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The four questions every estate plan should answer

Estate planning is not one of the most pleasant family situations to speak of, but it is crucial to ensure that your wishes are carried out in the way that you envisioned them to be. When drafting your estate plan, you need to make sure that it fully answers the four questions listed below.

Who will make decisions on your behalf?

With an estate plan, you will need to plan for worst case scenarios. This includes the event of a major disability. Most basic estate plans will include how to disperse properties and assets in the event of death, but not all will provide clear direction on what should be done in the event you are incapacitated. Whether it is in the form of a head injury, a life-altering accident, or a mental decline, there could come a time in your life when you are no longer capable of making the best decisions on your behalf. In your estate plan, you should name people who you want to:

  • Make medical decisions on your behalf.
  • Be allowed to access your medical records.
  • Make financial decisions regarding taxes, asset sales, and investments.

You also should have a protocol to determine if you are incapable of making your own decisions. Do you want determination from a doctor, by the court, or through a consensus of your family members? 

The disposition of your body upon your death

This is never a comfortable topic to discuss, but you want to make sure to have clear instructions on how you would like your remains to be handled so that your loved ones are not burdened with the decision after your passing. This also is the perfect way to ensure that your final wishes are honored as well. You can make this section as simple or as detailed as you would like. Some of the questions you will need to answer include:

  • Do you want to be buried or cremated?
  • If buried, where would you like your plot to be?
  • Do you prefer a religious or secular ceremony?
  • Have your arrangements been pre-funded or are certain funds to be used for arrangements?

Remember that the more you include in this section will be the make for fewer decisions that have to be made by family members while they are grieving your loss.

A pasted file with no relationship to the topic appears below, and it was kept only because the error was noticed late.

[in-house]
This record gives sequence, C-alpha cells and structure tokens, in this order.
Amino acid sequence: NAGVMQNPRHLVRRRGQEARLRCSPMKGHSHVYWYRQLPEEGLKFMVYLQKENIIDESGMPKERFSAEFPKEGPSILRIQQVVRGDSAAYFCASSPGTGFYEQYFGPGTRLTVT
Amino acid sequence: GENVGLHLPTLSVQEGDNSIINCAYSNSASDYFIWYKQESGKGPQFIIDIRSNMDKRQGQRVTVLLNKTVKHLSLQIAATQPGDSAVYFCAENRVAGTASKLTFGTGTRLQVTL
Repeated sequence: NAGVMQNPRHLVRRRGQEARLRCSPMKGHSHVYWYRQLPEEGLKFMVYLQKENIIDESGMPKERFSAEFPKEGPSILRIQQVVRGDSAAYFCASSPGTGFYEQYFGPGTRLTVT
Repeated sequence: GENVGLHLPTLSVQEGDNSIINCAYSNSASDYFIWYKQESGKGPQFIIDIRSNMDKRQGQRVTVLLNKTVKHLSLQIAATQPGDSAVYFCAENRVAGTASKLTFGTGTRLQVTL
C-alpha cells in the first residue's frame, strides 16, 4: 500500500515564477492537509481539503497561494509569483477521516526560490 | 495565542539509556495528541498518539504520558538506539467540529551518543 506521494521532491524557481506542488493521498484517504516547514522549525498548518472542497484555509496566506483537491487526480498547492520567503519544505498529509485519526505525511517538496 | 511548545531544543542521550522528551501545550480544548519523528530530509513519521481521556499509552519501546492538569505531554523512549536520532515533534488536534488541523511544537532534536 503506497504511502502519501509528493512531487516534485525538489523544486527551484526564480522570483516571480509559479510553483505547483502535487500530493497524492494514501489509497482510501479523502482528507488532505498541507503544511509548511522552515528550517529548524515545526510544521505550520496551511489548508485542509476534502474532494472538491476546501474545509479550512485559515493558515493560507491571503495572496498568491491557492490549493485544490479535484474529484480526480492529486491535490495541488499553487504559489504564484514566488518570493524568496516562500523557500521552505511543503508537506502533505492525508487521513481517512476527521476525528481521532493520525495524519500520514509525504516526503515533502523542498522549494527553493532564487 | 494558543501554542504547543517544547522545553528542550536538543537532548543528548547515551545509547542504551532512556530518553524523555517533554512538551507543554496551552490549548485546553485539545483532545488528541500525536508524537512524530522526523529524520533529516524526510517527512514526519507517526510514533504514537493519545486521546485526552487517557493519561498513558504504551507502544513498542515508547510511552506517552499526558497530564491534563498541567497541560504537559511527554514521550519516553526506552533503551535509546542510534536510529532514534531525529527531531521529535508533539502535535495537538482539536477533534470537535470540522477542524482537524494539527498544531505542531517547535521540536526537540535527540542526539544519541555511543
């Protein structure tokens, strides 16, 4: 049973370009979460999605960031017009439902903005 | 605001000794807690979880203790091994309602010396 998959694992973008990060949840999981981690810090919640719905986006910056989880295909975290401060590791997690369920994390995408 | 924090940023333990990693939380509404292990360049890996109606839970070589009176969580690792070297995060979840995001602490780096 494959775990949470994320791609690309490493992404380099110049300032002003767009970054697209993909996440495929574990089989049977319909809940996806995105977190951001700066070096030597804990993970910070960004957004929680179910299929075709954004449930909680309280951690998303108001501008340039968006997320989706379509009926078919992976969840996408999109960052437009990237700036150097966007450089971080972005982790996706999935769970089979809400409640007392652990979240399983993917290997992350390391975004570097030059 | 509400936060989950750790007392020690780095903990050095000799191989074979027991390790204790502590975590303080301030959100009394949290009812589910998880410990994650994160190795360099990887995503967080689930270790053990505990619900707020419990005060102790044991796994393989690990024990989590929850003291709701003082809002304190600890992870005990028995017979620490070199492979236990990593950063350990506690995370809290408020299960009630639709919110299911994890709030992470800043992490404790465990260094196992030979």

Have you effectively minimized your tax liability?

Estate tax is a costly expense starting at around 40% and even higher. These taxes can quickly reduce the amount of your hard-earned money that is left for your loved one. Because of this, estate plans used to be crafted in an effort to avoid paying this exorbitant amount. Unfortunately, tax issues are constantly changing, which means some of these more outdated practices can cause more harm than good. With the current tax law, those with less than $5 million may have no estate tax liability when they die. This causes older tax planning techniques to unnecessarily expose your assets to income tax. Because tax liability is constantly changing, it is always important to regularly review your estate plan to make sure it is structured to minimize tax as much as possible and leave your family or friends with as much of your hard-earned money as you can. 

How will your assets be divided?

The division of assets is a core component of an estate plan, and also critical to prevent problems after your passing. Not having a clear plan can lead to fighting among family members and sometimes hard feelings that can linger. Even if you don't designate where everything goes, think of all of your major assets and valuables and make sure that your indicate specifically who these items are left to. This can include family or friends, co-workers, or even as donations to specific organizations. If you have a lot of items that do not necessarily hold a lot of value, you can task one of your relatives with dispersing these items where they best see fit. 

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